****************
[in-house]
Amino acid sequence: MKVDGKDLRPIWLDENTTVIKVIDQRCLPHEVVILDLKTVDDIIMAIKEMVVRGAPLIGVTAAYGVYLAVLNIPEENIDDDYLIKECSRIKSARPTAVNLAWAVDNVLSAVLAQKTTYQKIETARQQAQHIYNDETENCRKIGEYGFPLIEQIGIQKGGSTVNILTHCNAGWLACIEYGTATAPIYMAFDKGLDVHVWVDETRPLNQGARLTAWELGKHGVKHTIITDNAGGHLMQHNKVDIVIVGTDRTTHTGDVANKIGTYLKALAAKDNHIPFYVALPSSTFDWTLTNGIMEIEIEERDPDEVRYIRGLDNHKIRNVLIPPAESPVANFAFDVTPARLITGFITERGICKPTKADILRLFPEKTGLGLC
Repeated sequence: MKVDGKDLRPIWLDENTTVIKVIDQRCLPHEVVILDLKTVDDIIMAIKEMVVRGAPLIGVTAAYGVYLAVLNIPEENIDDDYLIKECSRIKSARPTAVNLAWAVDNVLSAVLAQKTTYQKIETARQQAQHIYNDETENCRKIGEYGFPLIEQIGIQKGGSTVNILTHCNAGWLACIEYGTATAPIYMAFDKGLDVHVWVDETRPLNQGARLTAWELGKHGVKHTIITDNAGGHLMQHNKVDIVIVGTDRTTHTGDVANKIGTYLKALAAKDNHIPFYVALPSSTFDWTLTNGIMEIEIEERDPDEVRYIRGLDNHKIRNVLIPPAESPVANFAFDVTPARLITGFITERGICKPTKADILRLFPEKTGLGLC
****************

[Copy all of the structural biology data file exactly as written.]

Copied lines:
[in-house]
Amino acid sequence: MKVDGKDLRPIWLDENTTVIKVIDQRCLPHEVVILDLKTVDDIIMAIKEMVVRGAPLIGVTAAYGVYLAVLNIPEENIDDDYLIKECSRIKSARPTAVNLAWAVDNVLSAVLAQKTTYQKIETARQQAQHIYNDETENCRKIGEYGFPLIEQIGIQKGGSTVNILTHCNAGWLACIEYGTATAPIYMAFDKGLDVHVWVDETRPLNQGARLTAWELGKHGVKHTIITDNAGGHLMQHNKVDIVIVGTDRTTHTGDVANKIGTYLKALAAKDNHIPFYVALPSSTFDWTLTNGIMEIEIEERDPDEVRYIRGLDNHKIRNVLIPPAESPVANFAFDVTPARLITGFITERGICKPTKADILRLFPEKTGLGLC
Repeated sequence: MKVDGKDLRPIWLDENTTVIKVIDQRCLPHEVVILDLKTVDDIIMAIKEMVVRGAPLIGVTAAYGVYLAVLNIPEENIDDDYLIKECSRIKSARPTAVNLAWAVDNVLSAVLAQKTTYQKIETARQQAQHIYNDETENCRKIGEYGFPLIEQIGIQKGGSTVNILTHCNAGWLACIEYGTATAPIYMAFDKGLDVHVWVDETRPLNQGARLTAWELGKHGVKHTIITDNAGGHLMQHNKVDIVIVGTDRTTHTGDVANKIGTYLKALAAKDNHIPFYVALPSSTFDWTLTNGIMEIEIEERDPDEVRYIRGLDNHKIRNVLIPPAESPVANFAFDVTPARLITGFITERGICKPTKADILRLFPEKTGLGLC